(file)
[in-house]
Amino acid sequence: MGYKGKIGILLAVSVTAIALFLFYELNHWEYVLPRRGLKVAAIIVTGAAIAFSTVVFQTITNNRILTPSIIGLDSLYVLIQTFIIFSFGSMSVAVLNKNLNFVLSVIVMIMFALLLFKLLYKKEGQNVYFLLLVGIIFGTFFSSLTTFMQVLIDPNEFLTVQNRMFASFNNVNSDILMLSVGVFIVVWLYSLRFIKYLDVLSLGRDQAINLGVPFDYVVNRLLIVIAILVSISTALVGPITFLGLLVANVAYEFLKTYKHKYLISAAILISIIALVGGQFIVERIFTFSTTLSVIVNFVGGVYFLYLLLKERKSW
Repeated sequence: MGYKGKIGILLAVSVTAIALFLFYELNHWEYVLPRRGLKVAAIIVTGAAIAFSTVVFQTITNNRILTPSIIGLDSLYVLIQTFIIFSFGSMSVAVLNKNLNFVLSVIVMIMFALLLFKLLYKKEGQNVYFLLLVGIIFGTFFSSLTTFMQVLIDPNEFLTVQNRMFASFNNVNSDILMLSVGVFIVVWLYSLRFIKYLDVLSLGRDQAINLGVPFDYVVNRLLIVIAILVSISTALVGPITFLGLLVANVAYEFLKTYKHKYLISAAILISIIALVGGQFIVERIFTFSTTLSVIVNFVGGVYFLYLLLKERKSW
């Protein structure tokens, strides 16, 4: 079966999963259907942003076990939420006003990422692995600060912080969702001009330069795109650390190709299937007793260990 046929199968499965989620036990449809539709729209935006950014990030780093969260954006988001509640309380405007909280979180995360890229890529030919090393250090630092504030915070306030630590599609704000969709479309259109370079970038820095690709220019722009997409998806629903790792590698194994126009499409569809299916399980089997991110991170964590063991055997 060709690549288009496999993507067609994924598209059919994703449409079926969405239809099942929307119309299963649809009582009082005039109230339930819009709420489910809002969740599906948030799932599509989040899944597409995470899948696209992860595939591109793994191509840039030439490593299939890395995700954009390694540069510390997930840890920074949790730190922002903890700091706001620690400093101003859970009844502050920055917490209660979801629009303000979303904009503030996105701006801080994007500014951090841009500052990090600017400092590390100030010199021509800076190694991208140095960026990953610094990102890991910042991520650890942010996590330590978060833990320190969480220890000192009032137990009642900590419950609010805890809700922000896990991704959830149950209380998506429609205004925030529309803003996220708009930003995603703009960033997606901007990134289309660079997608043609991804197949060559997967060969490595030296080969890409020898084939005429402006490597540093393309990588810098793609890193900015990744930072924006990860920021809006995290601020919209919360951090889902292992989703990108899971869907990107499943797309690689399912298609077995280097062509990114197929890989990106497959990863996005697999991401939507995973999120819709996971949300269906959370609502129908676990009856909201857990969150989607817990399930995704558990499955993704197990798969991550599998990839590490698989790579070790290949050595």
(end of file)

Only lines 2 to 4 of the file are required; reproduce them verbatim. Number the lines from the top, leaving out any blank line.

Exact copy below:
Amino acid sequence: MGYKGKIGILLAVSVTAIALFLFYELNHWEYVLPRRGLKVAAIIVTGAAIAFSTVVFQTITNNRILTPSIIGLDSLYVLIQTFIIFSFGSMSVAVLNKNLNFVLSVIVMIMFALLLFKLLYKKEGQNVYFLLLVGIIFGTFFSSLTTFMQVLIDPNEFLTVQNRMFASFNNVNSDILMLSVGVFIVVWLYSLRFIKYLDVLSLGRDQAINLGVPFDYVVNRLLIVIAILVSISTALVGPITFLGLLVANVAYEFLKTYKHKYLISAAILISIIALVGGQFIVERIFTFSTTLSVIVNFVGGVYFLYLLLKERKSW
Repeated sequence: MGYKGKIGILLAVSVTAIALFLFYELNHWEYVLPRRGLKVAAIIVTGAAIAFSTVVFQTITNNRILTPSIIGLDSLYVLIQTFIIFSFGSMSVAVLNKNLNFVLSVIVMIMFALLLFKLLYKKEGQNVYFLLLVGIIFGTFFSSLTTFMQVLIDPNEFLTVQNRMFASFNNVNSDILMLSVGVFIVVWLYSLRFIKYLDVLSLGRDQAINLGVPFDYVVNRLLIVIAILVSISTALVGPITFLGLLVANVAYEFLKTYKHKYLISAAILISIIALVGGQFIVERIFTFSTTLSVIVNFVGGVYFLYLLLKERKSW
């Protein structure tokens, strides 16, 4: 079966999963259907942003076990939420006003990422692995600060912080969702001009330069795109650390190709299937007793260990 046929199968499965989620036990449809539709729209935006950014990030780093969260954006988001509640309380405007909280979180995360890229890529030919090393250090630092504030915070306030630590599609704000969709479309259109370079970038820095690709220019722009997409998806629903790792590698194994126009499409569809299916399980089997991110991170964590063991055997 060709690549288009496999993507067609994924598209059919994703449409079926969405239809099942929307119309299963649809009582009082005039109230339930819009709420489910809002969740599906948030799932599509989040899944597409995470899948696209992860595939591109793994191509840039030439490593299939890395995700954009390694540069510390997930840890920074949790730190922002903890700091706001620690400093101003859970009844502050920055917490209660979801629009303000979303904009503030996105701006801080994007500014951090841009500052990090600017400092590390100030010199021509800076190694991208140095960026990953610094990102890991910042991520650890942010996590330590978060833990320190969480220890000192009032137990009642900590419950609010805890809700922000896990991704959830149950209380998506429609205004925030529309803003996220708009930003995603703009960033997606901007990134289309660079997608043609991804197949060559997967060969490595030296080969890409020898084939005429402006490597540093393309990588810098793609890193900015990744930072924006990860920021809006995290601020919209919360951090889902292992989703990108899971869907990107499943797309690689399912298609077995280097062509990114197929890989990106497959990863996005697999991401939507995973999120819709996971949300269906959370609502129908676990009856909201857990969150989607817990399930995704558990499955993704197990798969991550599998990839590490698989790579070790290949050595």